Social Media Engagement Among Individuals with Depression or Anxiety Disorder

Document Type


Publication Date



Poster presentation at Georgia Southern University Research Symposium 2022.


With the increasing use of the Internet and its constant shaping of our perception of realities, knowing the consumer’s social media behavior can lead to the development of health interventions based on their preferred engagement pattern. This is particularly important for people with mental health conditions such as depression or anxiety disorder who may have challenges getting support from familiar people due to the stigma associated with these conditions.


The objective of this study is to examine the patterns of social media use and its correlates, including depression or anxiety disorder.


This study combined data from 4 iterations of the Health Information National Trends Survey (HINTS) fourth cycle collected from 2017 to 2020. The total sample size for these cross-sectional surveys is 16,092. Descriptive statistics and logistic regression analyses were conducted to examine the association between depression or anxiety disorder and the dichotomous dependent variable—social media use at different levels of engagement.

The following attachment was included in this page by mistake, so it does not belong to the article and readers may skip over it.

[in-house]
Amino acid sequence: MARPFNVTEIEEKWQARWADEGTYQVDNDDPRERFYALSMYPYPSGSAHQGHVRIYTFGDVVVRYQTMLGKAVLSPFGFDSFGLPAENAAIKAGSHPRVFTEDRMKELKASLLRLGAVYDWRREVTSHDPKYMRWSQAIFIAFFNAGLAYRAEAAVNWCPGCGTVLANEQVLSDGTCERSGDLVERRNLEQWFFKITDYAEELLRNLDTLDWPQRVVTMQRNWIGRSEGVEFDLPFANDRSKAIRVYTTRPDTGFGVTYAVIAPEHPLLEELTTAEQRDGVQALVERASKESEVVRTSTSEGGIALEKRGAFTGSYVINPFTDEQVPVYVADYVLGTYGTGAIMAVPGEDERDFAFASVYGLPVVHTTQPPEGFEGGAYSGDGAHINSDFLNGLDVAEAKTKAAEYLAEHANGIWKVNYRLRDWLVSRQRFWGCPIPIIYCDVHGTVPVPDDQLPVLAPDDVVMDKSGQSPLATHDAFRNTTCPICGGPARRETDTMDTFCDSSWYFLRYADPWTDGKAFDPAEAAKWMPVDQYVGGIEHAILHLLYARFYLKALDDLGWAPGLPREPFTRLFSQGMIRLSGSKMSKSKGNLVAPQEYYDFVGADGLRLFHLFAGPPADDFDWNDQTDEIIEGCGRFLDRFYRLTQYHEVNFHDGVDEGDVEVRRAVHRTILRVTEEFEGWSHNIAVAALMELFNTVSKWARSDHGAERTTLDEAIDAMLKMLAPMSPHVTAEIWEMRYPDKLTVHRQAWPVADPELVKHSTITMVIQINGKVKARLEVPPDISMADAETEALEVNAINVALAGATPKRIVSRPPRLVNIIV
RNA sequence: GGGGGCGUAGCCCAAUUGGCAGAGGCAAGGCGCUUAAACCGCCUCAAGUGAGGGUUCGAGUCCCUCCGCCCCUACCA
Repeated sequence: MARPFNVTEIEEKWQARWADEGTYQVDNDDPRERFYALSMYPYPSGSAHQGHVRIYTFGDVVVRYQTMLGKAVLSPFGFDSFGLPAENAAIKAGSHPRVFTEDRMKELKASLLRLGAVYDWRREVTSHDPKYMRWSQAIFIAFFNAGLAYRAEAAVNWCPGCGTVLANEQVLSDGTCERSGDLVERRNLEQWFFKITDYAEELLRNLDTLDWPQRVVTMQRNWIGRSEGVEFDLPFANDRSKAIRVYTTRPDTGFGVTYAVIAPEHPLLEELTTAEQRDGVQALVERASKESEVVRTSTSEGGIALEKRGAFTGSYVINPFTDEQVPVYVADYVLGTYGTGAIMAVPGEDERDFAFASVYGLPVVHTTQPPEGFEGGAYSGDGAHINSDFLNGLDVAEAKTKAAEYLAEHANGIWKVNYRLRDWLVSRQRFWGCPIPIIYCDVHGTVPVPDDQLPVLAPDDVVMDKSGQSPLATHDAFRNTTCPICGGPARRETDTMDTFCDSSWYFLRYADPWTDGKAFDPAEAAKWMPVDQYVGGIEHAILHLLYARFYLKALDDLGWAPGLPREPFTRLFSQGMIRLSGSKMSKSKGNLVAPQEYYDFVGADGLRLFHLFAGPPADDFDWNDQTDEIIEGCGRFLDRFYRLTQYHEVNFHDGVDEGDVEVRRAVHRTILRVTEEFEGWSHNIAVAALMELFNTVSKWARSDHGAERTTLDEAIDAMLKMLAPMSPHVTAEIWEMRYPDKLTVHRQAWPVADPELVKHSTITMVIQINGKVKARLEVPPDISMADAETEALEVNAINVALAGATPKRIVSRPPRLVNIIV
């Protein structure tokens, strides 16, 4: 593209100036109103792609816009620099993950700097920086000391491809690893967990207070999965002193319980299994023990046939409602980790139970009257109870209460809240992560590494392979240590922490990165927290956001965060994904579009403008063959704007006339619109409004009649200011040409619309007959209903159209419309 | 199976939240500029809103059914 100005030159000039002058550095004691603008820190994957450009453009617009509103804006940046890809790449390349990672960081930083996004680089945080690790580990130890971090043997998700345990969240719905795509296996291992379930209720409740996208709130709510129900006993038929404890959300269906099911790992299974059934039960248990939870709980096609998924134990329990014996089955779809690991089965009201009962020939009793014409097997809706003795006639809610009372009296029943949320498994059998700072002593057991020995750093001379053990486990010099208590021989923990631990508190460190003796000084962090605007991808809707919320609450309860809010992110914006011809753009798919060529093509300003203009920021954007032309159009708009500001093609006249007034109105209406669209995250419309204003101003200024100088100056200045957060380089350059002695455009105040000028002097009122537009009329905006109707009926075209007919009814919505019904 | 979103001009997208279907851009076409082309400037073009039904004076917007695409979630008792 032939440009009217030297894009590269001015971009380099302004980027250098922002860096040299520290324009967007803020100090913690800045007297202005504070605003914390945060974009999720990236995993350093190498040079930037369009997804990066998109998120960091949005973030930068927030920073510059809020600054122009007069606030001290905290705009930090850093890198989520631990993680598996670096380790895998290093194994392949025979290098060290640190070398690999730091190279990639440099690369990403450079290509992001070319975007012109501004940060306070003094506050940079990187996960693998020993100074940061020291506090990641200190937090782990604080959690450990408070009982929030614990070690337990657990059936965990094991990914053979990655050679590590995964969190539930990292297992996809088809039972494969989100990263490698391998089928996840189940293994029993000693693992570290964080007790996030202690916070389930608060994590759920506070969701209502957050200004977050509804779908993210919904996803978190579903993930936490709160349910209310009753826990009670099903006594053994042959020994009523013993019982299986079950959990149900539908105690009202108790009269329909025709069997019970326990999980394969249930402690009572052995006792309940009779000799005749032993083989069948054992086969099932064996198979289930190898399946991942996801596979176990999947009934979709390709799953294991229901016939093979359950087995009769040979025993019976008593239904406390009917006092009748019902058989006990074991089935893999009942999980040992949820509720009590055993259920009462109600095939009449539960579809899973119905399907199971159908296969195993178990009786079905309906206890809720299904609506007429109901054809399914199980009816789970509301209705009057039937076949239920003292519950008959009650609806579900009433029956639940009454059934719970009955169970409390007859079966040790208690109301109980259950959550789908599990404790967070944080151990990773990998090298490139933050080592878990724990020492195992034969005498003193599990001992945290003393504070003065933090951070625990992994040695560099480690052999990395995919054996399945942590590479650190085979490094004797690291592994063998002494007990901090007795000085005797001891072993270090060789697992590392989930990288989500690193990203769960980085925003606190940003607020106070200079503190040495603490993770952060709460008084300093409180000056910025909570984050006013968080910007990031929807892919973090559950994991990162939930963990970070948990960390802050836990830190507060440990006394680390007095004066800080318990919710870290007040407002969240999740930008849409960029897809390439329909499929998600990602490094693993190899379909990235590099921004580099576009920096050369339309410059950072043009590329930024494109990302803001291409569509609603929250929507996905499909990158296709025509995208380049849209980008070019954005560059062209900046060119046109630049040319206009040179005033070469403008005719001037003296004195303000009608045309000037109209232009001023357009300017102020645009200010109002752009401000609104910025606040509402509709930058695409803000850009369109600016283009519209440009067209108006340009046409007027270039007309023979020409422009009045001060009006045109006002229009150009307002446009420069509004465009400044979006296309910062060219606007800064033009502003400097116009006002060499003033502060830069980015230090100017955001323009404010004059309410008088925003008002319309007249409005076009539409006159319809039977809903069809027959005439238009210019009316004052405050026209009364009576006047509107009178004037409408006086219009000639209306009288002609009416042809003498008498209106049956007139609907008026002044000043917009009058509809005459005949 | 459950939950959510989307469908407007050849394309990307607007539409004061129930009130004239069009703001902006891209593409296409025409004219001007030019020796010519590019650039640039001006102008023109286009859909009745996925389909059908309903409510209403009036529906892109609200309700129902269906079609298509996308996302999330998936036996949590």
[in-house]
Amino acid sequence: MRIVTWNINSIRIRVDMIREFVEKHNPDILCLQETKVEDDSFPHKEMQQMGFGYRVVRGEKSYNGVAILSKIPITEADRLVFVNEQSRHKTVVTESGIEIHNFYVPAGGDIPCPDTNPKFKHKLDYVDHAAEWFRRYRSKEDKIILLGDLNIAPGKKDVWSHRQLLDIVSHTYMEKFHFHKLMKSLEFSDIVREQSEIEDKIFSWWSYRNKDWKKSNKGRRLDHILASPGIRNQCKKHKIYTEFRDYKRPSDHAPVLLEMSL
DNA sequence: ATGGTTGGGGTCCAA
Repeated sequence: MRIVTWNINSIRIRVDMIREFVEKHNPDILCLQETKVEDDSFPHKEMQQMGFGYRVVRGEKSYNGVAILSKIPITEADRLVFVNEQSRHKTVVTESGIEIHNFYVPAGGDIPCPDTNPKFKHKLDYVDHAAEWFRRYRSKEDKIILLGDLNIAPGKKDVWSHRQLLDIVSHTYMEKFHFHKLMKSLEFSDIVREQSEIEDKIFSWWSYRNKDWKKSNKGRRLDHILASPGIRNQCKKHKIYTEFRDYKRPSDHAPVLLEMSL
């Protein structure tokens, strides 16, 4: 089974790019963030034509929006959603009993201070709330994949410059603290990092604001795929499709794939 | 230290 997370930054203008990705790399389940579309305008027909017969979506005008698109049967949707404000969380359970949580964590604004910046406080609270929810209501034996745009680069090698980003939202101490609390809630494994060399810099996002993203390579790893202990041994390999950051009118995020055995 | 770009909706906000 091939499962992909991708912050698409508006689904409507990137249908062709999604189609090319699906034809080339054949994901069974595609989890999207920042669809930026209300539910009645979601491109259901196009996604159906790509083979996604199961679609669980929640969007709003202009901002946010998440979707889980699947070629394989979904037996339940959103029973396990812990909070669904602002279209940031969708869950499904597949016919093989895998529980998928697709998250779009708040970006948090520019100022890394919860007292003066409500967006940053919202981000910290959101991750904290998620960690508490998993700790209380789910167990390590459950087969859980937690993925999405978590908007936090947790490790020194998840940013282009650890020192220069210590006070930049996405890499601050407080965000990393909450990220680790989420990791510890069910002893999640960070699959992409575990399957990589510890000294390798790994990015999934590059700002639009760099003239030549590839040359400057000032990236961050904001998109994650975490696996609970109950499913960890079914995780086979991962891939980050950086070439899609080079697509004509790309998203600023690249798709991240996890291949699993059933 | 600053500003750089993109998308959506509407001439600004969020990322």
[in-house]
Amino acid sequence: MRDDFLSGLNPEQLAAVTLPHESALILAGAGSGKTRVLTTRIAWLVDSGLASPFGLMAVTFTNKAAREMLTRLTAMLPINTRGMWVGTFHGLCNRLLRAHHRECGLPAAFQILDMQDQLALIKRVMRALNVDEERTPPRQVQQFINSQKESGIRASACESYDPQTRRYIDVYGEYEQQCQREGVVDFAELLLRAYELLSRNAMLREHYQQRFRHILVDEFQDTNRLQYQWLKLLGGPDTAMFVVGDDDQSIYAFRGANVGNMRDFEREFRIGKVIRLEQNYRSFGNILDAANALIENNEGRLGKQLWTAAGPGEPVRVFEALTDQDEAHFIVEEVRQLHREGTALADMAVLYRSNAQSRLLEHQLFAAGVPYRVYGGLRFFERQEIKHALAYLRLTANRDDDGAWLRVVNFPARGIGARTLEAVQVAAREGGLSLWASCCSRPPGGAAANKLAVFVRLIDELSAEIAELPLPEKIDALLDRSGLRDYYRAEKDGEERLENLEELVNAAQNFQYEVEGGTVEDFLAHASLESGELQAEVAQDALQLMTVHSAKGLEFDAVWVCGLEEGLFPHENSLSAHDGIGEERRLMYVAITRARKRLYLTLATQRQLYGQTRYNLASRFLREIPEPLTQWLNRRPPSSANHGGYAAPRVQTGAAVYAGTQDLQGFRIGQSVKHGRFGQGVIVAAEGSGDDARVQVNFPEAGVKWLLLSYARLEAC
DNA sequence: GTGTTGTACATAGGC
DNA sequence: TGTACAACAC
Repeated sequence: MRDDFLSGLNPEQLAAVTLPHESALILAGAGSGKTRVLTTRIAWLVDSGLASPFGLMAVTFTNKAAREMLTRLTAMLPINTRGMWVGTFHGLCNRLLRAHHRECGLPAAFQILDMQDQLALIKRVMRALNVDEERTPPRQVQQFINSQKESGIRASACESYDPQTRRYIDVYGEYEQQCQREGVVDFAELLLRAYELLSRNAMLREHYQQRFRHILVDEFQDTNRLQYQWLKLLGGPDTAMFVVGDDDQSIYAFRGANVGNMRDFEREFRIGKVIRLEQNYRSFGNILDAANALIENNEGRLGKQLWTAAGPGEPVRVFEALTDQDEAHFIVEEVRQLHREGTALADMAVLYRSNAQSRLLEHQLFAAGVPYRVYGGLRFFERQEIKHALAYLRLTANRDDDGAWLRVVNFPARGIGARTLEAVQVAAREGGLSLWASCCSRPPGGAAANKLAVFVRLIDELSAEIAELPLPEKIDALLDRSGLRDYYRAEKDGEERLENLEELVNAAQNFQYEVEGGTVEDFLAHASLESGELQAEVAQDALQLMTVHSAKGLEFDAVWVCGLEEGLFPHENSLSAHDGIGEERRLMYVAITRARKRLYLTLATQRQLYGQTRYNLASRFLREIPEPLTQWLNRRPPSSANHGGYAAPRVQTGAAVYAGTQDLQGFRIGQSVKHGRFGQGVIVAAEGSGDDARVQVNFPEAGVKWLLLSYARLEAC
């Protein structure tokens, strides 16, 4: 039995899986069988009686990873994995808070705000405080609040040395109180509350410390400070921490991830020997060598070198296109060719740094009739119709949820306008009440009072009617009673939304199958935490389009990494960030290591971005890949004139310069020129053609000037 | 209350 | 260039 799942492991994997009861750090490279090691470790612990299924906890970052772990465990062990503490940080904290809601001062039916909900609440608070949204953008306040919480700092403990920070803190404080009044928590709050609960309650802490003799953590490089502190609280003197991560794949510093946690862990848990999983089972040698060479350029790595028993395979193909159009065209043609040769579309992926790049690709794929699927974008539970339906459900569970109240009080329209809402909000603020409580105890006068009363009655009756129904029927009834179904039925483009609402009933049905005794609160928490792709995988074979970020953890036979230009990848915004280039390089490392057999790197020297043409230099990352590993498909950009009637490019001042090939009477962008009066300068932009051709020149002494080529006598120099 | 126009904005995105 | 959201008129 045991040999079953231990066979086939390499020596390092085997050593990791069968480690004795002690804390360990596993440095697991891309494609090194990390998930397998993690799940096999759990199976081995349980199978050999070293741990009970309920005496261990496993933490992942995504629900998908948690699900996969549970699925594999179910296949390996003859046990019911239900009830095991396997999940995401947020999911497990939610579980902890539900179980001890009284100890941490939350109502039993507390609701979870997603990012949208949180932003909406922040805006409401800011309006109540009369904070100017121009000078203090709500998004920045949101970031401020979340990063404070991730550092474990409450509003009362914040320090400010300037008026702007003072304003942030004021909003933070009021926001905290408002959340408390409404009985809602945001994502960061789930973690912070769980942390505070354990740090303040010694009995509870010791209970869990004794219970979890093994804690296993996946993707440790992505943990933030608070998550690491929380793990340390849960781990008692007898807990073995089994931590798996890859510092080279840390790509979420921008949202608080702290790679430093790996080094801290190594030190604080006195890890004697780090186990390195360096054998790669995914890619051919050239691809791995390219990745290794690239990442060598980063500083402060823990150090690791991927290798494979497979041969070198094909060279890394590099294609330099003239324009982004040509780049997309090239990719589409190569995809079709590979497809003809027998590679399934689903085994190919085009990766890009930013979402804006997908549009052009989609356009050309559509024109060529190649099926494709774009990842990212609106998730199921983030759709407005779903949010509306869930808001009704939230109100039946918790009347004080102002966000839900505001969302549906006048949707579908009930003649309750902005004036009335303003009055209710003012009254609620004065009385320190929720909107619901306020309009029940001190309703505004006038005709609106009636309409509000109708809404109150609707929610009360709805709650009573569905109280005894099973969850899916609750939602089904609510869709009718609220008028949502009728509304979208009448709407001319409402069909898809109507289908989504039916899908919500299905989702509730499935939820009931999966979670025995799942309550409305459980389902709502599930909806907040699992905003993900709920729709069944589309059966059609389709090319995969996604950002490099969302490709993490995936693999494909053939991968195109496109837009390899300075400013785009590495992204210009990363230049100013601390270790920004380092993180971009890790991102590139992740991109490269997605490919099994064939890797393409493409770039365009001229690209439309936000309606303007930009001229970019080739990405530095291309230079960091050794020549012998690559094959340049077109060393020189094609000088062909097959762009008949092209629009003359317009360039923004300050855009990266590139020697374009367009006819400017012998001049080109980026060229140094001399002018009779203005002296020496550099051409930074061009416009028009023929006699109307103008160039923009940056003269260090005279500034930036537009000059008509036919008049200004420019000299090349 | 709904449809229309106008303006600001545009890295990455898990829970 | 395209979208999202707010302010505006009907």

Our results show that compared to individuals with no depression or anxiety disorder, people with these mental conditions are less likely to visit social media, (AOR=0.8; CI=0.64-0.93), share health information on social media (AOR=0.8; CI=0.60-0.94), join a support group for people with a similar medical condition (AOR=0.5; CI= 0.39-0.67) or watch a health-related video on YouTube (AOR=0.7; CI=0.56-0.80). Other factors associated with increased odds of watching a health-related video on YouTube are the individual’s educational level and identifying one’s race or ethnicity as Non-Hispanic Black or African Americans, Hispanics and Non-Hispanic Asians.


Social media can be a more effective tool to deliver health care to people with mental health conditions if the barriers to consumers’ use are eliminated.


Creative Commons License

Creative Commons License This work is licensed under a Creative Commons Attribution 4.0 License.


Georgia Southern University Research Symposium


Statesboro, GA